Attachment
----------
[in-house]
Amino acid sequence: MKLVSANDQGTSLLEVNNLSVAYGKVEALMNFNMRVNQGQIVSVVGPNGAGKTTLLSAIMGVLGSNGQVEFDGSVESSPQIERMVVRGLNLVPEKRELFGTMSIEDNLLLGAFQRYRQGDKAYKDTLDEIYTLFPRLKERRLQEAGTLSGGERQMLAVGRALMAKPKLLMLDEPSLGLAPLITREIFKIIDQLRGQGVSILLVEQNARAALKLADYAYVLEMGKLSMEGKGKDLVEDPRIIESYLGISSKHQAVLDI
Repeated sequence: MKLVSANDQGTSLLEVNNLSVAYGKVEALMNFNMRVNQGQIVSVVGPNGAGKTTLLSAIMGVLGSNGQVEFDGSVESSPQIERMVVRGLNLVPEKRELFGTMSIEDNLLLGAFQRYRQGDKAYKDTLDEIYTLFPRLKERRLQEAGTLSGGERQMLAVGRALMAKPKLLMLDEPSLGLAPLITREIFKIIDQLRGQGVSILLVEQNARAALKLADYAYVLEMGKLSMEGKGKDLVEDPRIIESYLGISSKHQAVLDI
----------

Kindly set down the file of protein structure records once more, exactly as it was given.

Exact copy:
[in-house]
Amino acid sequence: MKLVSANDQGTSLLEVNNLSVAYGKVEALMNFNMRVNQGQIVSVVGPNGAGKTTLLSAIMGVLGSNGQVEFDGSVESSPQIERMVVRGLNLVPEKRELFGTMSIEDNLLLGAFQRYRQGDKAYKDTLDEIYTLFPRLKERRLQEAGTLSGGERQMLAVGRALMAKPKLLMLDEPSLGLAPLITREIFKIIDQLRGQGVSILLVEQNARAALKLADYAYVLEMGKLSMEGKGKDLVEDPRIIESYLGISSKHQAVLDI
Repeated sequence: MKLVSANDQGTSLLEVNNLSVAYGKVEALMNFNMRVNQGQIVSVVGPNGAGKTTLLSAIMGVLGSNGQVEFDGSVESSPQIERMVVRGLNLVPEKRELFGTMSIEDNLLLGAFQRYRQGDKAYKDTLDEIYTLFPRLKERRLQEAGTLSGGERQMLAVGRALMAKPKLLMLDEPSLGLAPLITREIFKIIDQLRGQGVSILLVEQNARAALKLADYAYVLEMGKLSMEGKGKDLVEDPRIIESYLGISSKHQAVLDI